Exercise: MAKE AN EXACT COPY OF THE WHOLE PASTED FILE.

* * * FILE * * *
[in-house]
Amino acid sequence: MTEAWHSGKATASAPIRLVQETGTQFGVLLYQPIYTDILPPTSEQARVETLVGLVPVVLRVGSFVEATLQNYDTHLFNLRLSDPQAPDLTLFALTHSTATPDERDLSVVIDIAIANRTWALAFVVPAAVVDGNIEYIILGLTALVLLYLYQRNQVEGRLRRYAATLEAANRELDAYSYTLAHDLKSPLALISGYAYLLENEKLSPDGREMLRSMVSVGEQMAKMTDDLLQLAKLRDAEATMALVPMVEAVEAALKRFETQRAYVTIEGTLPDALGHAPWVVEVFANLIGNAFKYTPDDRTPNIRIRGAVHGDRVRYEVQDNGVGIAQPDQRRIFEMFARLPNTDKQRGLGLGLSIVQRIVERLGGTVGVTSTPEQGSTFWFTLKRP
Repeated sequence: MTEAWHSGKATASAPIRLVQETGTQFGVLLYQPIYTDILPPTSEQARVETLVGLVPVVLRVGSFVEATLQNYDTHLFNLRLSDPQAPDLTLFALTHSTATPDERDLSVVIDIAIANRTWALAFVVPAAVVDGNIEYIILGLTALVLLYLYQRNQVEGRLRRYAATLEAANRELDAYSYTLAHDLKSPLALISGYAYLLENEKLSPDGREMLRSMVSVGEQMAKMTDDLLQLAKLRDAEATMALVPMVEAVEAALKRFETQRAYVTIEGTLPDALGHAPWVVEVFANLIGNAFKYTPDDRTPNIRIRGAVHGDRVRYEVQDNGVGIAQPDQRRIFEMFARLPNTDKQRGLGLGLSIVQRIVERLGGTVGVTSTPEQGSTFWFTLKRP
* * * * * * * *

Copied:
[in-house]
Amino acid sequence: MTEAWHSGKATASAPIRLVQETGTQFGVLLYQPIYTDILPPTSEQARVETLVGLVPVVLRVGSFVEATLQNYDTHLFNLRLSDPQAPDLTLFALTHSTATPDERDLSVVIDIAIANRTWALAFVVPAAVVDGNIEYIILGLTALVLLYLYQRNQVEGRLRRYAATLEAANRELDAYSYTLAHDLKSPLALISGYAYLLENEKLSPDGREMLRSMVSVGEQMAKMTDDLLQLAKLRDAEATMALVPMVEAVEAALKRFETQRAYVTIEGTLPDALGHAPWVVEVFANLIGNAFKYTPDDRTPNIRIRGAVHGDRVRYEVQDNGVGIAQPDQRRIFEMFARLPNTDKQRGLGLGLSIVQRIVERLGGTVGVTSTPEQGSTFWFTLKRP
Repeated sequence: MTEAWHSGKATASAPIRLVQETGTQFGVLLYQPIYTDILPPTSEQARVETLVGLVPVVLRVGSFVEATLQNYDTHLFNLRLSDPQAPDLTLFALTHSTATPDERDLSVVIDIAIANRTWALAFVVPAAVVDGNIEYIILGLTALVLLYLYQRNQVEGRLRRYAATLEAANRELDAYSYTLAHDLKSPLALISGYAYLLENEKLSPDGREMLRSMVSVGEQMAKMTDDLLQLAKLRDAEATMALVPMVEAVEAALKRFETQRAYVTIEGTLPDALGHAPWVVEVFANLIGNAFKYTPDDRTPNIRIRGAVHGDRVRYEVQDNGVGIAQPDQRRIFEMFARLPNTDKQRGLGLGLSIVQRIVERLGGTVGVTSTPEQGSTFWFTLKRP